Its close to the end of June, we can expect little to no rain from now until the end of August, and my rain barrels are all empty. About this time every year our water bills go up about 100$ a month. Even I can see that this is not self-sufficiency and that my garden is not saving me money. If we are to have an urban homestead that actually produces anything, then I have to find ways to conserve water.
I am already using a deep mulch on all my beds including the vegetable garden. I also use soaker hoses instead of overhead watering. Even with the soaker hoses I tended to waste a lot of water. I would forget that they were on and flood everything. I would forget to set a timer to remind my self to turn off the water. I bought timers that would turn the water off after a preset time. They worked for a while, then they started leaking. Then I had to remember to set a timer to remind myself to check the water timer to see if it was leaking! This is obviously not working the best.
I tend to think that plants really need a lot of water, but what plants really need is consistent moister. You can grow bean sprouts just by keeping them damp. Some hydroponics systems grow plants just by misting their roots. I need to find more efficient systems.
I remembered an old trick that I used to use. I took an old plastic milk jug, poked small holes in it with an awl, and buried it in the ground next to my newly popped up pumpkin seedlings. You fill the buried jug with water from the hose and the water seeps into the ground through the holes. None of the water is wasted on top of the soil where it will evaporate and encourage weed seeds to sprout. However with this system I am still left with the question of how often do I fill this thing?
Buried plastic milk jug.
I also remembered something I had read online once, about how in Mexico and South America farmers would burry porous unglazed clay pots in the ground and fill them with water. The water seeps out very slowly and waters plants planted next to the buried pot. I checked on the price for some of these pots and they really were too expensive for me. I thought that I ought to be able to use a regular clay flower pot with the hole plugged and something set on top to keep out mosquitoes.
I looked online and found many people who had done just that. I also found many scientific papers on the benefits of using buried clay pots! I found out that a buried clay pot can save 10 times the amount of water over a soaker hose! The reason for this is that the pots keep the soil around them consistently moist. The water is not running along the ground where it evaporates and encourages weeds. It also seeps slow enough that it does not all flow down too deep for the plants roots to reach, as it may do with my buried milk jug.
So now I am running several experiments. I took one milk jug out and replaced it with a big 12" clay pot next to the pumpkin seedlings. I left one milk jug buried and will plant some cantaloupe next to it. I buried a clay pot in the center of a large plastic pot that I plan to plant lettuce in. I buried a clay pot next to a butterfly bush that always wilts when all the plants around it are OK. Yes it will be work to fill these pots up, but the few that have been in the ground for several days have lost very little water. I am anticipating the water lasting at least a week or more. As much as I have always wanted the ease of an expensive in-ground sprinkler system, I know such a system would definitely not meet my goal of saving water, so I am content to lug hoses and watering cans around to fill pots.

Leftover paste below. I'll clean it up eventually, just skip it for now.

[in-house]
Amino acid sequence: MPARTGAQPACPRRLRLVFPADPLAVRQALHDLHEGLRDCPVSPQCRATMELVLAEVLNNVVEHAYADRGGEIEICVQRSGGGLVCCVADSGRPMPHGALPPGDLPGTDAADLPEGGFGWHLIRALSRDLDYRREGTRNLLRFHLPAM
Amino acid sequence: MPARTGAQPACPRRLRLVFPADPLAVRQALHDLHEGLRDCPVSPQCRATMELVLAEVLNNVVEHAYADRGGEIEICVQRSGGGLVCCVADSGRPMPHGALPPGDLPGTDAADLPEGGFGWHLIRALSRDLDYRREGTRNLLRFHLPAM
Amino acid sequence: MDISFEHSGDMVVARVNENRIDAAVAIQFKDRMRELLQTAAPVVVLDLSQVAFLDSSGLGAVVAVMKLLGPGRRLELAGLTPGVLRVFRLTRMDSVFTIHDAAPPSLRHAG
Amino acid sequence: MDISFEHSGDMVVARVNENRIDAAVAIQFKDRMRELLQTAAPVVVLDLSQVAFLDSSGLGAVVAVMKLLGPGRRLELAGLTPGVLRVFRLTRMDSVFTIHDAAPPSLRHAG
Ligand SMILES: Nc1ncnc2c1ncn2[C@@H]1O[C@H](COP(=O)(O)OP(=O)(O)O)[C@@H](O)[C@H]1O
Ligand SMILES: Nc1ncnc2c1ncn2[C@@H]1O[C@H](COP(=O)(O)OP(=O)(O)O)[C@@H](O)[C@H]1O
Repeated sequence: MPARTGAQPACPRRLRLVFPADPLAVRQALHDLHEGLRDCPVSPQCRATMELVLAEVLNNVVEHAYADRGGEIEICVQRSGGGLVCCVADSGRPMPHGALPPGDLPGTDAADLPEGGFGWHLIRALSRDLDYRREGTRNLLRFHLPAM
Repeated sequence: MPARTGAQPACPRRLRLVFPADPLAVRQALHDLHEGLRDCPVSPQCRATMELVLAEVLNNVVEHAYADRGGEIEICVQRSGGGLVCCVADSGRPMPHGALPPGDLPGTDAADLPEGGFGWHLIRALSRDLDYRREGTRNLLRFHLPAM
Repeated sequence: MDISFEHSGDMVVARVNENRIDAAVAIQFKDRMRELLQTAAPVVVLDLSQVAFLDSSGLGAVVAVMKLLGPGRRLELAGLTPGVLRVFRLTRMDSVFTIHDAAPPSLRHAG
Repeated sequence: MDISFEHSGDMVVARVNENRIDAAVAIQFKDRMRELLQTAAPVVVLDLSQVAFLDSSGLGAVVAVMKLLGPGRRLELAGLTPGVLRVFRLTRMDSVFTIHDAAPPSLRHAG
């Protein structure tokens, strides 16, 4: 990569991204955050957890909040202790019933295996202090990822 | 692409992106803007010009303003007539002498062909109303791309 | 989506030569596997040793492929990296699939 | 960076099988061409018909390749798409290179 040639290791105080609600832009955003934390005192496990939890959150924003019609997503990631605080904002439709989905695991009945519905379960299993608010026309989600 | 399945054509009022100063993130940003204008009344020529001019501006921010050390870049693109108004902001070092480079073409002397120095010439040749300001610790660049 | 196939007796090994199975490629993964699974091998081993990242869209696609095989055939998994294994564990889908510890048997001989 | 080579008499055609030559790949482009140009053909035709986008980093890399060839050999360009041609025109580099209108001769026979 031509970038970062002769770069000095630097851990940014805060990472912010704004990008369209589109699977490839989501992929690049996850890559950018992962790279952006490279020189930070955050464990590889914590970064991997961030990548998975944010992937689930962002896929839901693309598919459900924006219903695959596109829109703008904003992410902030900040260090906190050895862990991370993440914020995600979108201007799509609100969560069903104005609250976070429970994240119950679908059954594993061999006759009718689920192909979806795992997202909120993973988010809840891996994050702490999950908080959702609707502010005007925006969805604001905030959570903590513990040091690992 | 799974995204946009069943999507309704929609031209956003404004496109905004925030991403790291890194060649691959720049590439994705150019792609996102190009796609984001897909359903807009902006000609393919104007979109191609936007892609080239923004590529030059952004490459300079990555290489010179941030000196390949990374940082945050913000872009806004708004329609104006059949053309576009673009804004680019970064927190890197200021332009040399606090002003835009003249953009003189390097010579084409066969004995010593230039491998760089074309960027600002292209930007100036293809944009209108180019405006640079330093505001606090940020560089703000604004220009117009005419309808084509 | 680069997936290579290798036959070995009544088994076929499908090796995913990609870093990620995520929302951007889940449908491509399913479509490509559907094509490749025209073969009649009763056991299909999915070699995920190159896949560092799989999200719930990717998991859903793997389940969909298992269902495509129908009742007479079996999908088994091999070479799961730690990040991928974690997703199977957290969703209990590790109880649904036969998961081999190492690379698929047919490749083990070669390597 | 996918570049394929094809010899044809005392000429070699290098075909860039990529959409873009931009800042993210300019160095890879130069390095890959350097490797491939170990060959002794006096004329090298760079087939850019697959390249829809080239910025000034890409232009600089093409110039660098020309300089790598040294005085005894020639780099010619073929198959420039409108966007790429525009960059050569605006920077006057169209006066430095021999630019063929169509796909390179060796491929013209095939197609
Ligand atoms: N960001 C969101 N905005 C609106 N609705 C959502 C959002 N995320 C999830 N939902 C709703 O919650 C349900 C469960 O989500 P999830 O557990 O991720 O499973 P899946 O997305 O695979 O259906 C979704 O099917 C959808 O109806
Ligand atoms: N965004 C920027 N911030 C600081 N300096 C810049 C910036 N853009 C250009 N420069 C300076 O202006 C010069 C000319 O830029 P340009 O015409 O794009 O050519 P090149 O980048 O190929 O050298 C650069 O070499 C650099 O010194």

12" unglazed clay pot next to pumpkin seedlings, uncovered
I use clay or plastic saucers to cover the buried pots.
Clay pot in a plastic pot. You can see the moist soil around the clay pot. The pot actually is almost full of water, but it disappeared in the photo.
We plan on adding more rain barrels and are on the hunt for a 275 gallon water storage drum. We see them advertised used a lot, but have no pickup to go get one with. There is a place we drive by that has them, but we need to figure out a way to contact then and see if they will sell us a used one. I know just where I would like to put it. Meanwhile in the absence of rain we are thinking now of grey water.
Garry and I are looking into ways to use the grey water in our home. Grey water is the water from your laundry and bath. This water is just wasted down the drain when it would be perfectly good for watering plants. In Texas its legal to use grey water as long as you are not just pouring it on the ground. It has to be going through a layer of mulch seeping from a pipe buried under the mulch, or be going directly into the ground.
I have seen very simple systems that just utilize a hose out the laundry room window that goes into a barrel outside. More elaborate systems will use valves that let you choose if you want the water to go down the drain, or out to your garden. If you collect the water in a barrel it has to be used right away, after a few days it can go bad, so we plan to use a barrel with a hose spigot so we can connect a garden hose either to our existing soaker hoses, or I can use the water to fill buried pots. Our laundry room window faces the back yard right in a corner where I am planing to try and plant a Forest Garden. More on that later.
Laundry room window. This shady corner is the future Forest Garden.
Until we get this set up I am going to feel criminal every time I let my laundry water go down the drain!
The last thing I am still thinking about is using a shade cloth over the vegetable garden. Plants out of the direct sun, and the sun can be brutal here, use less water.